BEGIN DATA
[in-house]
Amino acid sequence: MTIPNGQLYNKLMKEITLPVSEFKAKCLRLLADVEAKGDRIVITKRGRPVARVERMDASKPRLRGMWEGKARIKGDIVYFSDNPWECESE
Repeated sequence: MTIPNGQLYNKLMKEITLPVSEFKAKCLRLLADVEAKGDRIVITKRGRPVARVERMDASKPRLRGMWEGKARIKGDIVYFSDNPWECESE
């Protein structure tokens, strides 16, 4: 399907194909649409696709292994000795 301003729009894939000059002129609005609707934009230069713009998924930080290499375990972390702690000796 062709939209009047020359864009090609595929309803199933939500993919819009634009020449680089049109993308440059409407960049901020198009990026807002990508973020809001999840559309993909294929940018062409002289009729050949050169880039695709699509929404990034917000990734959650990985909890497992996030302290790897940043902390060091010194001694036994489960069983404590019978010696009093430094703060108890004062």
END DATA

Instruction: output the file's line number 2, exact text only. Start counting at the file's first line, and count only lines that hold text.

Amino acid sequence: MTIPNGQLYNKLMKEITLPVSEFKAKCLRLLADVEAKGDRIVITKRGRPVARVERMDASKPRLRGMWEGKARIKGDIVYFSDNPWECESE